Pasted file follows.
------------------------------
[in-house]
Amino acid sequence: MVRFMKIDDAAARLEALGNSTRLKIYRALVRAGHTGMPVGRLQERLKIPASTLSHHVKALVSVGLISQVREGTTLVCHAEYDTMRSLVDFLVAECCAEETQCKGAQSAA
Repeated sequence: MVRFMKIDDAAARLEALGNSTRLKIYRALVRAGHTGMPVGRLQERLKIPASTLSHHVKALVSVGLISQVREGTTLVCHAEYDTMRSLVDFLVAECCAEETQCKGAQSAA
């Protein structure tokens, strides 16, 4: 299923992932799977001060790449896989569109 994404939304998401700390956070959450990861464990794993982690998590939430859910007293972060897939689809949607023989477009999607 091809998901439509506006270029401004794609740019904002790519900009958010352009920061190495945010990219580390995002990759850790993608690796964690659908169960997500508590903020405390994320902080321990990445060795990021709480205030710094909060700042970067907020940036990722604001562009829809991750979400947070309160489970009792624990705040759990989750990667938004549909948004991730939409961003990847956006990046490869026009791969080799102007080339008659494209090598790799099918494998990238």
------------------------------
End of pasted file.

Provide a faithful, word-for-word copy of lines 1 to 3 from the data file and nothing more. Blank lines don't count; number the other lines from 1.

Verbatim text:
[in-house]
Amino acid sequence: MVRFMKIDDAAARLEALGNSTRLKIYRALVRAGHTGMPVGRLQERLKIPASTLSHHVKALVSVGLISQVREGTTLVCHAEYDTMRSLVDFLVAECCAEETQCKGAQSAA
Repeated sequence: MVRFMKIDDAAARLEALGNSTRLKIYRALVRAGHTGMPVGRLQERLKIPASTLSHHVKALVSVGLISQVREGTTLVCHAEYDTMRSLVDFLVAECCAEETQCKGAQSAA